## Gordonian UR-ology

This post continues a review of advanced instruction in Peter Gordon’s Guide to Solving Sudoku, by explaining why unique rectangle methods need not be renamed “Gordonian rectangles”, and why you can’t count on Gordon’s Guide to make you an expert Sudoku solver.

Before we get to the Guide’s Chapter 8 on Gordonian Logic, which Gordonian jellyfish of the previous post did you find first?

My post Casting for Regular Fish details the blank line tally, a marking method using blank lines on the panel to mark fish lines by dashes or vertical bars and victim lines by plus marks. Like most authors, Gordon provides no visual tools for actually finding fish.

If you had difficulty finding one of these jellies(and who didn’t), try going high tech with my suset fish detector. On the rows, the row/position susets are 2/12389, 3/137, 4/2346, 5/79, 6/26, 7/67, 8/1234789, 9/29. Taken in increasing order by number of position digits, the list makes 5679 rows/2679 column positions obvious. To the point, the “expert” Guide has nothing like this. If you haven’t tried it, do it on the column jelly above.

There is a choice of jellies, because a complement fish of (9 – #clues – n)  lines is defined along with an n-line fish, having the same victims. This makes most searches for jellies and all searches for squirmbags unnecessary, the complement fish being simpler.   Experts know this, but it’s not in the Guide. When you go fishing, leave Gordon’s Guide at home. It’s not waterproof and it doesn’t make a good boat seat either.

Turning to UR’s, here is the first unique rectangle example in the Gordon Guide:

In this simplest of all UR, 8r3c5 must be present in the solution, to prevent a multiple solution.

Only Peter has chosen to call it a Gordonian Rectangle. That didn’t catch on.

Along with this example Peter Gordon relates how he independently discovered the unique rectangle. My UR post of January 8, 2013 recounts the descriptions of unique rectangle variations by other experts. These include the Guide’s “Gordonian”(single guard) and “Gordonian plus”(multiple guard) variations, and more. Gordon reports that he dubbed this strategy “Gordonian rectangles”, and that his partner Frank Longo came up with “Gordonian plus rectangles”. As always, the Guide only demonstrates in several specific examples what to do when that UR situation is found. It defines no general procedures or logical ground work for UR. As far as I know, Gordon has never offered evidence that he is the innovator deserving to name the UR strategy for himself. No such evidence appears in the Gordon Guide. In my opinion, “Gordonian Rectangle” is nothing more than misleading and shameless self promotion.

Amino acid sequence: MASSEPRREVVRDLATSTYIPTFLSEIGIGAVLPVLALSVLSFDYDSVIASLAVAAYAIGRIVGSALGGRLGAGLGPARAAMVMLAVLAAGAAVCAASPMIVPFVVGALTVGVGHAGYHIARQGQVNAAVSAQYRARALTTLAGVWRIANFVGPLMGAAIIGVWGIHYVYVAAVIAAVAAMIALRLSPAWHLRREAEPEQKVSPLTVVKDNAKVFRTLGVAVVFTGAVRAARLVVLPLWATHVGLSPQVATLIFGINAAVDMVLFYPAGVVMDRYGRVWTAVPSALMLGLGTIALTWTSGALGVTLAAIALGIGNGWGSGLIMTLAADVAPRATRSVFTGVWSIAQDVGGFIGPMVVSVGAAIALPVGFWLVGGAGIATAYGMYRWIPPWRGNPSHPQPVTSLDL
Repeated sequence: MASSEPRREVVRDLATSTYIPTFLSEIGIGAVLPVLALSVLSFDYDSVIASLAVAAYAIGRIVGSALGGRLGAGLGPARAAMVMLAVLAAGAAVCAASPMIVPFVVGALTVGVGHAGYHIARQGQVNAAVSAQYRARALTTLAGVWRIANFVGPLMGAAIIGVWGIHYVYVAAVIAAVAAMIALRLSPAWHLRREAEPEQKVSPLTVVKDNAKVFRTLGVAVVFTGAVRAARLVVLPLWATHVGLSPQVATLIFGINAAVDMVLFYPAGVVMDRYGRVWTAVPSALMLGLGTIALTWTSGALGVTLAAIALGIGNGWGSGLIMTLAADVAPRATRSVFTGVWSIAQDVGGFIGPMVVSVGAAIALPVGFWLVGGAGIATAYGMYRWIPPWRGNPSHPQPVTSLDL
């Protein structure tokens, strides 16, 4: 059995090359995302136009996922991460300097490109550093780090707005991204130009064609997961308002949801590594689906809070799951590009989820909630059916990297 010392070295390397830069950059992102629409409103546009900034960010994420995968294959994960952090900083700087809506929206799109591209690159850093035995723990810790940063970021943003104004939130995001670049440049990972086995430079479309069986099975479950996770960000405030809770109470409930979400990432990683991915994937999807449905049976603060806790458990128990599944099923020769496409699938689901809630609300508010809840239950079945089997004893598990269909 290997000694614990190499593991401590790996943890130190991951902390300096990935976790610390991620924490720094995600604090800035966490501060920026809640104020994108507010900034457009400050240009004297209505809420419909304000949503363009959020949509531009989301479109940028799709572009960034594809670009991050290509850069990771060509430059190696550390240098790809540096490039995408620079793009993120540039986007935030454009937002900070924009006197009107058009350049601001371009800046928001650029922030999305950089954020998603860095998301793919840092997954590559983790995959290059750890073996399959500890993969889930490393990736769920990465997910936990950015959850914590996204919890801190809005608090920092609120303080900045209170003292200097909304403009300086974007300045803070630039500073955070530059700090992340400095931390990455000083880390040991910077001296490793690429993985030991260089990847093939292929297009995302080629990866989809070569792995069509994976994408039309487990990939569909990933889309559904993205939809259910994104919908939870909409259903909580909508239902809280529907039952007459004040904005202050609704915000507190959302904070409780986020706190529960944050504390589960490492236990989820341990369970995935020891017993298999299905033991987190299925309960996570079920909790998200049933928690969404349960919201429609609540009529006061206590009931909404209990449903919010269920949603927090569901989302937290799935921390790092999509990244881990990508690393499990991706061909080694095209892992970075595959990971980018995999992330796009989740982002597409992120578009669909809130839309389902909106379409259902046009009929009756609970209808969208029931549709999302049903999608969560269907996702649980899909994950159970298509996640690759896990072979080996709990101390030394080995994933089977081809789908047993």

After another example of the very same UR type, Peter presents this “Gordonian Plus” unique rectangle at left. Gordon’s argument is as follows:

“Once we eliminate 1 and 3 from cell 58’s candidates, we have a pair. Both cell 57 and 58 have 6 and 8 as their only candidates, so one must be 6 and the other must be 8, That means that cell 55 can’t have a 6 or 8 in it, so it must be a 4.”

This explanation, though accurate, shows why Gordon’s Guide is not going to help anyone become a Sudoku solving expert. It starts with the wrong problem. The right problem with multiple extra candidates is to prevent all of them from being eliminated. We have to find a different culprit in each case. In this case, we must find means to prevent the simultaneous removal of 6 and 8 from r5c8. Having decided that, we see that removal of 4r5c5 creates a naked pair that does just that, so 4r5c5 must be true.

Now look at Gordon’s argument again. He has the reader wondering why both 1 and 3 must go, and then goes through the argument candidate by candidate, avoiding any Sudoku algebra that shortens the logical trail. He walks it out, avoiding the term “naked pair” or any equivalent term, along the way. If the reader synthesizes any generally working procedure from this, it is in spite of this introduction and long winded account of events specific to this very case. There is no insight into why the solver is doing what he is doing.

A similar “from scratch” explanation obscures Gordon’s example of a “one-sided Gordonian rectangle”, also well known among unique rectangles. The UR requires a 1-slink removing 1r8c3. The slink also creates a box/link restriction eliminating 1r1c2, which Gordon neglects to point out.

Next post, we’ll debunk another Gordonian “innovation”, the Gordonian Polygon. There is some innovation, but it isn’t Gordonian.